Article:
Some of the complications of acute fatty liver of pregnancy include diabetes insipidus, disseminated intravascular coagulopathy, spontaneous labor, and postpartum hemorrhage.
The disease has been associated with a deficiency of long-chain 3-hydroxyacyl-CoA dehydrogenase (LCHAD). The fetus is usually homozygous for the mutation while the mother is heterozygous. Long-chain fatty acids accumulate on the fetal side and then transfer to the mother's circulation, Dr. Koteish said.
He advised performing genetic tests on the mother, father, and infant for the various mutations that can occur to the LCHAD gene, because the infant is at risk of sudden death, cardiomyopathy, and neuromyopathy.
Diseases coincidental with pregnancy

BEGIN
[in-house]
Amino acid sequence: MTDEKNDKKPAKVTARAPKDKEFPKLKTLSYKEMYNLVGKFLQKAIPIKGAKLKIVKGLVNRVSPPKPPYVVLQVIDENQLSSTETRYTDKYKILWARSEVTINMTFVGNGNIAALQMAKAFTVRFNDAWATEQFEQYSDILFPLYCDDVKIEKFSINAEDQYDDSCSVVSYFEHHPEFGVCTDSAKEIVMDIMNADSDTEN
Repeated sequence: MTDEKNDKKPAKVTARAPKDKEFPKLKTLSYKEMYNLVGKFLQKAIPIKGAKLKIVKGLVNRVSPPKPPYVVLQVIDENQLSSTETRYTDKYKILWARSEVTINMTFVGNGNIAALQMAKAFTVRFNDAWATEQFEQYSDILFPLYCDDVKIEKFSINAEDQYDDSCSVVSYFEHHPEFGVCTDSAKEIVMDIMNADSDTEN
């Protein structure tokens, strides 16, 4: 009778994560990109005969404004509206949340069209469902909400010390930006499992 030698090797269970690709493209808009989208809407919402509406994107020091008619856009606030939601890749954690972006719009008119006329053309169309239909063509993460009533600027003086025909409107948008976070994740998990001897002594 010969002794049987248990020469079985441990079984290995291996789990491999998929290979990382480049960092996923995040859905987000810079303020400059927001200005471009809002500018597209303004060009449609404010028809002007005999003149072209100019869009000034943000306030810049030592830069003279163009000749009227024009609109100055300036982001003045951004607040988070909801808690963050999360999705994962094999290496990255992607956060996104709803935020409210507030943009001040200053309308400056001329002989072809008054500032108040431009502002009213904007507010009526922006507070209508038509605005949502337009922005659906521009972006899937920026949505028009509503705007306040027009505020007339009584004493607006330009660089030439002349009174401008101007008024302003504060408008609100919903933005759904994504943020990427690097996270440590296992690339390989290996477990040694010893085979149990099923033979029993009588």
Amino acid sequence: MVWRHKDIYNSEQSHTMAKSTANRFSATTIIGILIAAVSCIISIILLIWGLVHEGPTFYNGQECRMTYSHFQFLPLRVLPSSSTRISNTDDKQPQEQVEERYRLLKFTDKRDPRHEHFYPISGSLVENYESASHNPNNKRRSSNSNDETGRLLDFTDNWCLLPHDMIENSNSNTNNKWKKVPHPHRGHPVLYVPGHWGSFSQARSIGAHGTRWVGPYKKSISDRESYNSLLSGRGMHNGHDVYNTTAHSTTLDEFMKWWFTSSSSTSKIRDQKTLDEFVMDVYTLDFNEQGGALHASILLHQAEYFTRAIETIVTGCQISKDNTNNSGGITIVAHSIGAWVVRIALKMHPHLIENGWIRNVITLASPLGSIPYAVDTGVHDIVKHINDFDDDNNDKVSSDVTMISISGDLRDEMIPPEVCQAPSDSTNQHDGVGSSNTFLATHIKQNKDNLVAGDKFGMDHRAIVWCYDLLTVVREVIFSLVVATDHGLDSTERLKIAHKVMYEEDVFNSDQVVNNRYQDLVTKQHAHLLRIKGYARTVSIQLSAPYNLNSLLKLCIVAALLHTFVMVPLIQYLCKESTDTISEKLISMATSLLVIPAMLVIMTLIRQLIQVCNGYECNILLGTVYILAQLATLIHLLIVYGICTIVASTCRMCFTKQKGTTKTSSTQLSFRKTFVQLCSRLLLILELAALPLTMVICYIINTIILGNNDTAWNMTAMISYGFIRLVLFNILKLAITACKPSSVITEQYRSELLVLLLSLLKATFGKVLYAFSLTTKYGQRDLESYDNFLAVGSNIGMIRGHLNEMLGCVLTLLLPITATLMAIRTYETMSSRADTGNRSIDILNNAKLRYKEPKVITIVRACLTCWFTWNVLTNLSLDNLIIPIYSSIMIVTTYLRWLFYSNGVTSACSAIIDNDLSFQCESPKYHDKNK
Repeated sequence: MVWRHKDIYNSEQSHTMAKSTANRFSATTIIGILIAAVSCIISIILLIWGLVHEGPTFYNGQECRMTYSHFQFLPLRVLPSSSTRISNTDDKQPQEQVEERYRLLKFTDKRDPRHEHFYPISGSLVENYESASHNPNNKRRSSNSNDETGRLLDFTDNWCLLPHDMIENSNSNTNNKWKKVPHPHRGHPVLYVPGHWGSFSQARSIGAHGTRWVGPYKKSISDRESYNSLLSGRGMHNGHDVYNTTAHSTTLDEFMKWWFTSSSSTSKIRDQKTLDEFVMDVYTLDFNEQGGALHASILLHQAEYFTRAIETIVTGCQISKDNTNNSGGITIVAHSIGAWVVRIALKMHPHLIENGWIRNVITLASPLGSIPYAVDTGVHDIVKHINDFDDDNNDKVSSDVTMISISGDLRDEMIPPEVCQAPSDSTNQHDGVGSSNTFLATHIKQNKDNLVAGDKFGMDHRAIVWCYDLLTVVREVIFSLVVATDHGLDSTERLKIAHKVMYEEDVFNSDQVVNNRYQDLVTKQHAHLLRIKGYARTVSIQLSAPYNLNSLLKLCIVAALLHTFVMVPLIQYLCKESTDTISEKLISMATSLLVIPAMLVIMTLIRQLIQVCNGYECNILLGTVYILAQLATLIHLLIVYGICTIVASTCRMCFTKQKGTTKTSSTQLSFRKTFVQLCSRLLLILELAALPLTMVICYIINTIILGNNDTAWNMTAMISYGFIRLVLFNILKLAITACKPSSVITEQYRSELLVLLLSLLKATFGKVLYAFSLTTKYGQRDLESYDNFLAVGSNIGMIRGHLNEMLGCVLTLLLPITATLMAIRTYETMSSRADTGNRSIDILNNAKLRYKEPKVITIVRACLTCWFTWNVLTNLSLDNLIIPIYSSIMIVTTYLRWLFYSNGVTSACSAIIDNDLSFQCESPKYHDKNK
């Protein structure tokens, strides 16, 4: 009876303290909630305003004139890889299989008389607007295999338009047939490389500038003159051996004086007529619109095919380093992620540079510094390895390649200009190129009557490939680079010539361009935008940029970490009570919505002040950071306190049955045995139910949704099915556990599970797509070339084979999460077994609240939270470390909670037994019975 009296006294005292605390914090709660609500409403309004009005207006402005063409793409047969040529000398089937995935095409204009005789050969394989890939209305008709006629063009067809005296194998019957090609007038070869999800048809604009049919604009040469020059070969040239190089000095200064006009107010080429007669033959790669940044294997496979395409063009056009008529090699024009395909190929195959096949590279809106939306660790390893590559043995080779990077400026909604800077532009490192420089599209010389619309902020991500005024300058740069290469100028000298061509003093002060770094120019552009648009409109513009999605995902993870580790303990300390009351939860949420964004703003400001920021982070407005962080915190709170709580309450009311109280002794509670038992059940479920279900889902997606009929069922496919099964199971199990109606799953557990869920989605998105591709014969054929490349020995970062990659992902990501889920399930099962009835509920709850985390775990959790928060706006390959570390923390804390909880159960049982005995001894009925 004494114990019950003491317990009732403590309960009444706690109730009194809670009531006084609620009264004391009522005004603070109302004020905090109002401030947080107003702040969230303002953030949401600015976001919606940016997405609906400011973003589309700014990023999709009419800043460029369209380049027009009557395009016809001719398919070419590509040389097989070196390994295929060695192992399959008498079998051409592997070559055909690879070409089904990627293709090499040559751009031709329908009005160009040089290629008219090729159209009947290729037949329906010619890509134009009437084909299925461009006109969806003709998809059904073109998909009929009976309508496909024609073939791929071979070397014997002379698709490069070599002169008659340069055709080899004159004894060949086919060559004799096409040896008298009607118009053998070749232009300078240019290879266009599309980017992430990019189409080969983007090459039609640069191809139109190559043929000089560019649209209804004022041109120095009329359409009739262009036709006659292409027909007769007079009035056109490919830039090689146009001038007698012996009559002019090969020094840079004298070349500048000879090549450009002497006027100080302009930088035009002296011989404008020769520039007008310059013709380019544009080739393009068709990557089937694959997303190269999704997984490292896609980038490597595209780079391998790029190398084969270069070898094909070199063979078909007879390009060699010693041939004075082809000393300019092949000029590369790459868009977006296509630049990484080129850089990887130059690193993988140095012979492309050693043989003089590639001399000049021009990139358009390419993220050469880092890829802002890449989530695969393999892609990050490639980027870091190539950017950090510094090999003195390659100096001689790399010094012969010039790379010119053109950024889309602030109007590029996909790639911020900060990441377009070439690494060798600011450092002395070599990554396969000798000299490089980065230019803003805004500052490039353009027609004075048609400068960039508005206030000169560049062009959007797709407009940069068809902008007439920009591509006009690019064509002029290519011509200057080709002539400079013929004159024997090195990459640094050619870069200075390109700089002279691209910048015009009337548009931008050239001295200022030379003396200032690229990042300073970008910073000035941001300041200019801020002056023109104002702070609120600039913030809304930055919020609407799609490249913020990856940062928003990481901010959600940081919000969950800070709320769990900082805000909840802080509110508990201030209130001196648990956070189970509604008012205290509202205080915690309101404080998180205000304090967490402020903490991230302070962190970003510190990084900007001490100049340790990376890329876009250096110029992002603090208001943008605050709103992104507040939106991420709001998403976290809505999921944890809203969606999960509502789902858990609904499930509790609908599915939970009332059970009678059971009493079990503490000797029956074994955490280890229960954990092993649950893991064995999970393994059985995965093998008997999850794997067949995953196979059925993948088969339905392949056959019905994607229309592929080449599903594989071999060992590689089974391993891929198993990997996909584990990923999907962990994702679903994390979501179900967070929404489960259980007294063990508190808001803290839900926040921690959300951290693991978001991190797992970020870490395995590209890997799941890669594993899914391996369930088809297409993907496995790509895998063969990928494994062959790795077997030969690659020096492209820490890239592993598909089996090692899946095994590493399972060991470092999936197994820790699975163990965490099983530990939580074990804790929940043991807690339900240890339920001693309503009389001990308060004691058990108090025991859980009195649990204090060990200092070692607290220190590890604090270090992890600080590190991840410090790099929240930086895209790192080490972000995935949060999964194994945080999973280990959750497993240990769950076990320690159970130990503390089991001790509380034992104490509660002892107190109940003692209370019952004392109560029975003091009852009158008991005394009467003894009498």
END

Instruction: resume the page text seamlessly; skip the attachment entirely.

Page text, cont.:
Patients with hepatitis B or C virus infections that occur coincidentally with pregnancy do not need therapy, Dr. Koteish advised. HBV infection is transmitted to the fetus 90% of the time when the mother is positive for hepatitis B e antigen. However, hepatitis B vaccine given at birth provides protection against transmission.
HCV transmission to the fetus occurs 6%-10% or more of the time, depending on the mother's viremic load.
Once the disease activity of women with autoimmune hepatitis or Wilson's disease becomes stable, fertility returns. These patients may conceive but should continue therapy.
Herpes simplex virus hepatitis represents a threat to the fetus. Visceral dissemination of HSV, though normally rare, occurs more commonly in pregnancy, typically in the second or third trimester. The symptoms and signs of HSV hepatitis include a flulike prodrome, vesicles in about half of patients, and high ALT and AST levels. A biopsy and serology or culture are enough to make the diagnosis. Once the infection is under control with acyclovir, delivery can occur with less risk of transmission to the infant.